When making major decisions as a couple, it is important for both to be on the same page. But, what can you do to handle disagreements?
Susana Vélez, psychologist
Ana María Ospina, psychologist
Life as a couple demands much more than mutual love. It is necessary for both people’s lives to coincide to some extent or be created between the two so that they can become plans that will work in the long term. For therapist Susan Vélez, communication is key in this process. All couples express themselves in one way or another, but they need to analyze whether they communicate effectively when making decisions together.
In her consultations, Vélez likes to recommend the book The Four Agreements by Miguel Ruiz to highlight some key principles: “be impeccable with your words, don’t take anything personally, don’t make assumptions, and always do your best.” These ideas help a more fluid and clearer process. “Before undertaking any joint project, it is important that they have already reached a level of mutual knowledge and that when they are going to make a decision, they do so in a suitable time and space, where they can talk and observe body language,” says the specialist.
Body language can reveal many things or clarify verbal language. For Vélez, it is also important to pay attention to warning signs, which arise when a partner begins to break the rituals they had together, distance themself, or otherwise change their behavior. “Before making a major decision, we must address these ‘red flags.’ You cannot undertake major projects in the midst of instability or try to fill gaps with them,” she explains.
Psychologist Ana María Ospina considers that people must go through a series of individual experiences before venturing into building a life together as a couple. It is also necessary to be clear about what they want or do not want for their lives and be able to transmit it to the other at the right time. “Leading an independent life, having a personal project, having had previous relationships, traveling, and making dreams come true provide a maturity and self-knowledge that contribute a lot to building a relationship,” she comments. The clarity of the individual as well as their tastes and goals lead to a more successful relationship, as there is less doubt.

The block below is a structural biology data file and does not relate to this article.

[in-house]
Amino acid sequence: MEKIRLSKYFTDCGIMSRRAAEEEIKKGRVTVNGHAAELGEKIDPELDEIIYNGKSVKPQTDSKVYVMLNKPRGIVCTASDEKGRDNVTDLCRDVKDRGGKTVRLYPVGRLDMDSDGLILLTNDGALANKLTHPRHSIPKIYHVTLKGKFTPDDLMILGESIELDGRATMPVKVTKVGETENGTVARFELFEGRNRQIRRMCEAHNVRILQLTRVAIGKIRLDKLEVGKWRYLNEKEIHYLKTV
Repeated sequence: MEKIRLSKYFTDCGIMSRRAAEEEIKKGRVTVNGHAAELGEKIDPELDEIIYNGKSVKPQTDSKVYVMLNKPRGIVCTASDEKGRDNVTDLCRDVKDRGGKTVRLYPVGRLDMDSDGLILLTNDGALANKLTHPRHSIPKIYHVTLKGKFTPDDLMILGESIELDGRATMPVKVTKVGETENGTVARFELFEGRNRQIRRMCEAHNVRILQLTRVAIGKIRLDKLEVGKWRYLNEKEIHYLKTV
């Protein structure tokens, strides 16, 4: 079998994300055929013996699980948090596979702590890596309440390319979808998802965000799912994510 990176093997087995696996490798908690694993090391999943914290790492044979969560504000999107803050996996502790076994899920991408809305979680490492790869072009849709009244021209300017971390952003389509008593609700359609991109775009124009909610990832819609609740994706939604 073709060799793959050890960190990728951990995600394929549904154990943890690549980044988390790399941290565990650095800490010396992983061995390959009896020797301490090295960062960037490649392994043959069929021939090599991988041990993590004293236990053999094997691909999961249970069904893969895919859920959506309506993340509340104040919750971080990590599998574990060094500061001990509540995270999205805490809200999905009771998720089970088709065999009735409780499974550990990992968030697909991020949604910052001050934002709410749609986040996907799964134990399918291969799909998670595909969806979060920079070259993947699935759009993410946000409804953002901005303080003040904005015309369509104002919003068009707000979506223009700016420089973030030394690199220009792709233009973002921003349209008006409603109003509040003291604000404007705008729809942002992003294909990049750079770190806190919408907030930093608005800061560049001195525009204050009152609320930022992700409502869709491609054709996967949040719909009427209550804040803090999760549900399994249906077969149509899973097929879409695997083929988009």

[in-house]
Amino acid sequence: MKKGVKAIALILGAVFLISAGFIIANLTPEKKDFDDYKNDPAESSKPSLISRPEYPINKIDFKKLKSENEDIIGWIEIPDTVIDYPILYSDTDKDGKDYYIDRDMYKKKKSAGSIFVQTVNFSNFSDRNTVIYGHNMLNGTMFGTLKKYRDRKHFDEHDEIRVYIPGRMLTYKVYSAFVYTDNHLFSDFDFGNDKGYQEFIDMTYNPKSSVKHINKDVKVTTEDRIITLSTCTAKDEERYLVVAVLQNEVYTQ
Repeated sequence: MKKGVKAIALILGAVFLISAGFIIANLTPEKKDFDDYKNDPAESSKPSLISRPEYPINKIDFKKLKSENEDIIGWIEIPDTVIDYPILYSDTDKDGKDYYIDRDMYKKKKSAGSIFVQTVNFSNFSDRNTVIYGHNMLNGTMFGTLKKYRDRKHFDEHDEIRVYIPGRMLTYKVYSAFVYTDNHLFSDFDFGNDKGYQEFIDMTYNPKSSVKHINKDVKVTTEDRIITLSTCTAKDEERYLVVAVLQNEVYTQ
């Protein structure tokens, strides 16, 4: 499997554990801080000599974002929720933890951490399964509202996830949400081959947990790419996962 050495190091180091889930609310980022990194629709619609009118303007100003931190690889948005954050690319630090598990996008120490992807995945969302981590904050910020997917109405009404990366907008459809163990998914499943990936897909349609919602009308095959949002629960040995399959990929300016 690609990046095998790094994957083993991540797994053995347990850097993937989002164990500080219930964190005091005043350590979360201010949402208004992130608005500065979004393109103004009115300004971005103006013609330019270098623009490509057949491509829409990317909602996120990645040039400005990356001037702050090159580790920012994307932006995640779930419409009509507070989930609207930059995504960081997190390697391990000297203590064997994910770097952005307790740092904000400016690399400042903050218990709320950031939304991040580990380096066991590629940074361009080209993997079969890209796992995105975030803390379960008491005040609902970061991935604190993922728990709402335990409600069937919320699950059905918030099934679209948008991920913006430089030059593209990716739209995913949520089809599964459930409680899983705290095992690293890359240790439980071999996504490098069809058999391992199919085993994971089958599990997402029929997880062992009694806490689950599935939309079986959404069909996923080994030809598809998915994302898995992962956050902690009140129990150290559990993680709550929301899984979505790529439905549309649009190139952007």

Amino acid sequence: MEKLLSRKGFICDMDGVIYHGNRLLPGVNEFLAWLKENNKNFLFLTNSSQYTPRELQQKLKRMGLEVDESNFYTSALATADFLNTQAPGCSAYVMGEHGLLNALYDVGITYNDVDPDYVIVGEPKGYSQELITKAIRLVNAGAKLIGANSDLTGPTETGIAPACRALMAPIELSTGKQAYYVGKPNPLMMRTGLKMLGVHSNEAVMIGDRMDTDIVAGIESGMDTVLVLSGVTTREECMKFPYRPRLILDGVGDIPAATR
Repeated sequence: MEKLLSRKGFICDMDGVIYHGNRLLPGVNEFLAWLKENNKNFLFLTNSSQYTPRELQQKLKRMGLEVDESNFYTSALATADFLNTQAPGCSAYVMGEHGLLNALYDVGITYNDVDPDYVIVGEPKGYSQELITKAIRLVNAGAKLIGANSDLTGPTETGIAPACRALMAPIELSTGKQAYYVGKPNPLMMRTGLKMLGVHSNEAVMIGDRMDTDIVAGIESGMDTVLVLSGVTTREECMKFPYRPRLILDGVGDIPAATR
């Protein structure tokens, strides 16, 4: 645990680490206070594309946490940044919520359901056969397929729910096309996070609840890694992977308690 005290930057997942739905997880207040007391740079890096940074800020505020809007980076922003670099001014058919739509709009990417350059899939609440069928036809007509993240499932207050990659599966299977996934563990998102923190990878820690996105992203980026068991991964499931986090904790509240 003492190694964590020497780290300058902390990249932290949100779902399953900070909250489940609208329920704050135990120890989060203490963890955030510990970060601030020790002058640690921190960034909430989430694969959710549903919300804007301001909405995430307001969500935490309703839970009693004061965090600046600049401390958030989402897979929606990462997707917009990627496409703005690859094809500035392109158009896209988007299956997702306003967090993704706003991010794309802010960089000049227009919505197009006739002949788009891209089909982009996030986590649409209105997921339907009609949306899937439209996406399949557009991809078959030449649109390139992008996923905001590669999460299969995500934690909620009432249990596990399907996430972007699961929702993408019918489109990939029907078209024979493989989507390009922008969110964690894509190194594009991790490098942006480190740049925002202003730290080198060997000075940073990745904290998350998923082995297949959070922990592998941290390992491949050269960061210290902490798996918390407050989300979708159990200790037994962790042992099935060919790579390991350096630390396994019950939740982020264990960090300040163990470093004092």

An unpredictable journey
Doing these exercises is no guarantee of anything, and it is clear that plans and dreams can be modified over time, more so when they combine with those of others and agreements can be reached. However, individuals must have their “non negotiables” defined. When deciding to undertake a project together, the couple can do a projection exercise to see if they will meet those “non negotiables” along the way, and how they will make certain decisions, explains Vélez. “For example, if they are going to live in another country because one of them has a good job offer, they should talk about the other partner’s career prospects there over time or if they are going to have children in that country.”
For Ospina, one solution for overcoming the obstacles is to imagine the process very schematically “as if you were going to make a sandwich.” Step by step you see where difficulties may arise and think of possible solutions. Another projection exercise proposed by Vélez is to observe other couples and comment on what you like and do not like about them.
Although support networks are important, for Vélez, it is also important to keep in mind that only the two of them know the rhythm of their relationship, know how to communicate, and make such decisions, regardless of what others might think. “It is not bad to hear good advice, but reckless or provocative comments can create problems. In fact, they put pressure on the relationship. It is good for the couple to blindfold themselves, to build a bubble where they both decide what they are going to let in and what they are not. This way, they can even support each other when they find themselves in an uncomfortable social situation,” she states.
Making decisions together or creating a life together can become a power struggle, which is where we must be careful. It’s not about winning,” warns Vélez, but both psychologists agree that, eventually, one person’s idea will override the other, and it’s important that this doesn’t lead to frustrations and damage the relationship.
It is also important to keep in mind that a big decision is not made overnight. You must give yourself space to think individually and analyze all the options. “It is as if they owned a company and they are holding a meeting. Each one presents their arguments, and if the proposal is not approved, they must meet again with other perspectives to move forward,” explains Vélez. Although therapy, individual or couple, is not always necessary, it can be another resource for overcoming setbacks.•
One idea when planning projects together, such as travel, entrepreneurship, housing, etc., is to talk about your expectations and set goals and actions.